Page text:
Top Core Exercise Mistakes To Avoid For A Stronger And Safer Workout!
Have you been trying to use core training as a relief strategy, but it seems that no matter how many modifications and exercises you do, the pain always comes back?
Maybe you’ve had countless trips to your doctor’s office, and all they have to say is, “build a stronger core.”
Despite your efforts, you feel that something has to be missing.
The reality is you may be doing all the core exercises right. However, you’re still making some critical mistakes that sabotage your ability to maximize the benefits of building a stronger core.
In today’s video, I’ll share the worst mistakes I see chronic back pain sufferers and post-surgery warriors making when using core training for lasting relief.
Today you’ll discover:
- The “type” of core exercises that are wrecking your low back
- The ultimate core training STYLE that will bring the best results
- How to time your core training perfectly for a pain-free workout
Want to see exactly how I approach core training for low back pain relief?
I’ll give you the exercises and exactly how you should program your core workout! CHECK IT OUT HERE
What Core Exercises Should I Avoid With Lower Back Pain?
A lot goes into applying core exercises to a painful low back.
For starters, we don’t want to give specific exercises a blanket label as “good” or “bad.”
They can literally hold someone back from seeing relief due to fear keeping them away from exploring alternate options.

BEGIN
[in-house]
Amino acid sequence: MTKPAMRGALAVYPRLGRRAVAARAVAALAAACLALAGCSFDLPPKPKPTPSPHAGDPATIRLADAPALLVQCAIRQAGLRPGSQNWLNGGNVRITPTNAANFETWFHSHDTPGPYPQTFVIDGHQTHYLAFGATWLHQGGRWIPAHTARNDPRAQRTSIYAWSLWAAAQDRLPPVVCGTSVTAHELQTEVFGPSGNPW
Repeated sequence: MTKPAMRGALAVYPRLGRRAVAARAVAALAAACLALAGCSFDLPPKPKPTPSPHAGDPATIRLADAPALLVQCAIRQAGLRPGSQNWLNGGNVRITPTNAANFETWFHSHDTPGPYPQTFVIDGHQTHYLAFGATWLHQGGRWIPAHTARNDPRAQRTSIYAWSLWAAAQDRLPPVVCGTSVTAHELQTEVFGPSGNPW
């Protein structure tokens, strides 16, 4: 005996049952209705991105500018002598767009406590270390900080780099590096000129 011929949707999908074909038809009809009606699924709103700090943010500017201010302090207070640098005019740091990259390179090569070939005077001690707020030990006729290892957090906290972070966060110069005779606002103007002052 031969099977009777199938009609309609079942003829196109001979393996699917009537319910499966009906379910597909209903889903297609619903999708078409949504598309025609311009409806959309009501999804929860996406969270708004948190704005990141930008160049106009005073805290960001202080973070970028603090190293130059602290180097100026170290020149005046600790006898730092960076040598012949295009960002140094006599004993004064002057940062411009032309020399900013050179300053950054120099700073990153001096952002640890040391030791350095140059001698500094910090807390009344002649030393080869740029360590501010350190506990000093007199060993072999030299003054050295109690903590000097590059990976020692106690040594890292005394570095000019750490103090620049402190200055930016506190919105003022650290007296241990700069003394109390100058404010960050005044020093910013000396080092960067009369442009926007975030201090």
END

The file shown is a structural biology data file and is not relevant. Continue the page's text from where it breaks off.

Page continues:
As a rule of thumb for someone first starting on their journey of back pain relief, I say to eliminate all core exercises that involve
- Side Bending
- or Twisting
This leaves all neutral spine work free game.
I do this to dial back on the potential activities that could be causing symptoms to flare while still challenging the core in a way that will lead to good results.
From there, it comes down to the individual on whether or not they should start doing other “more risky” exercises.
Telling me I can’t twist my spine (even with a 10-year-old ruptured disc with no chronic back pain) would be more so out of fear than facts about what My body can or cannot handle.
Now If you were encouraging me to twist two years into a chronic back pain journey, I would look at you like you were crazy.
It’s all about context. If you’re questioning whether or not what you’re doing is right for you, get help!